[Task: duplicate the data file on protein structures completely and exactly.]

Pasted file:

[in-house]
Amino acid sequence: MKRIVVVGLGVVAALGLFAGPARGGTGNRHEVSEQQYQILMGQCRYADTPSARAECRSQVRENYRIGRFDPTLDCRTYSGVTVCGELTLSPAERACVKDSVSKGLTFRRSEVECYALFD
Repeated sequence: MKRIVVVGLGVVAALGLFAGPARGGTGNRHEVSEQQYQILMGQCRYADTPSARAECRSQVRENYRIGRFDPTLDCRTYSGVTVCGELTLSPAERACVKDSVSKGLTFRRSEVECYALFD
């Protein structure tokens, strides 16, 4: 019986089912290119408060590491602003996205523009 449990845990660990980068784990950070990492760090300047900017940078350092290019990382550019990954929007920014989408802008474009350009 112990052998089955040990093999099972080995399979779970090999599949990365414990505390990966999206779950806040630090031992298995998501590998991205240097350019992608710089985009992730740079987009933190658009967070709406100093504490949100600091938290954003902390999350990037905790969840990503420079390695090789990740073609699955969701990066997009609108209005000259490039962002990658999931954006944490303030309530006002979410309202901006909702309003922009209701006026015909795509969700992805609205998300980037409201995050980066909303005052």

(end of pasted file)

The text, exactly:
[in-house]
Amino acid sequence: MKRIVVVGLGVVAALGLFAGPARGGTGNRHEVSEQQYQILMGQCRYADTPSARAECRSQVRENYRIGRFDPTLDCRTYSGVTVCGELTLSPAERACVKDSVSKGLTFRRSEVECYALFD
Repeated sequence: MKRIVVVGLGVVAALGLFAGPARGGTGNRHEVSEQQYQILMGQCRYADTPSARAECRSQVRENYRIGRFDPTLDCRTYSGVTVCGELTLSPAERACVKDSVSKGLTFRRSEVECYALFD
């Protein structure tokens, strides 16, 4: 019986089912290119408060590491602003996205523009 449990845990660990980068784990950070990492760090300047900017940078350092290019990382550019990954929007920014989408802008474009350009 112990052998089955040990093999099972080995399979779970090999599949990365414990505390990966999206779950806040630090031992298995998501590998991205240097350019992608710089985009992730740079987009933190658009967070709406100093504490949100600091938290954003902390999350990037905790969840990503420079390695090789990740073609699955969701990066997009609108209005000259490039962002990658999931954006944490303030309530006002979410309202901006909702309003922009209701006026015909795509969700992805609205998300980037409201995050980066909303005052």